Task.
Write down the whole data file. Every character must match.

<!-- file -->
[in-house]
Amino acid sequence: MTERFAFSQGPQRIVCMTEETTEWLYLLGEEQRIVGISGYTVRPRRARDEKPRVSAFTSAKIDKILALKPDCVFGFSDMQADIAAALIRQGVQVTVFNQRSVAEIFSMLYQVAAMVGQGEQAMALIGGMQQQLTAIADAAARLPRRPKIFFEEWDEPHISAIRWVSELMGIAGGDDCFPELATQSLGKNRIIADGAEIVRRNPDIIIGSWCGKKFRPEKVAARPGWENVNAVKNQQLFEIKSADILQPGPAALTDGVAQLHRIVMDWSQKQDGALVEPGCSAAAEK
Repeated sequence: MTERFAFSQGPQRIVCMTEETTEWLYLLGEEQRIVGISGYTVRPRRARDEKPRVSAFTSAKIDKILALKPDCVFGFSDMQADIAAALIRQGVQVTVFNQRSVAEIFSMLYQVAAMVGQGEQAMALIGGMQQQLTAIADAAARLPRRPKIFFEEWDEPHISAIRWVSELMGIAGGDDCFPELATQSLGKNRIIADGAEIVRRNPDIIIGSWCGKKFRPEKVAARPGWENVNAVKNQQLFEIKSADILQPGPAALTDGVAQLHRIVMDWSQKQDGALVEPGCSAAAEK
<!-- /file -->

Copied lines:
[in-house]
Amino acid sequence: MTERFAFSQGPQRIVCMTEETTEWLYLLGEEQRIVGISGYTVRPRRARDEKPRVSAFTSAKIDKILALKPDCVFGFSDMQADIAAALIRQGVQVTVFNQRSVAEIFSMLYQVAAMVGQGEQAMALIGGMQQQLTAIADAAARLPRRPKIFFEEWDEPHISAIRWVSELMGIAGGDDCFPELATQSLGKNRIIADGAEIVRRNPDIIIGSWCGKKFRPEKVAARPGWENVNAVKNQQLFEIKSADILQPGPAALTDGVAQLHRIVMDWSQKQDGALVEPGCSAAAEK
Repeated sequence: MTERFAFSQGPQRIVCMTEETTEWLYLLGEEQRIVGISGYTVRPRRARDEKPRVSAFTSAKIDKILALKPDCVFGFSDMQADIAAALIRQGVQVTVFNQRSVAEIFSMLYQVAAMVGQGEQAMALIGGMQQQLTAIADAAARLPRRPKIFFEEWDEPHISAIRWVSELMGIAGGDDCFPELATQSLGKNRIIADGAEIVRRNPDIIIGSWCGKKFRPEKVAARPGWENVNAVKNQQLFEIKSADILQPGPAALTDGVAQLHRIVMDWSQKQDGALVEPGCSAAAEK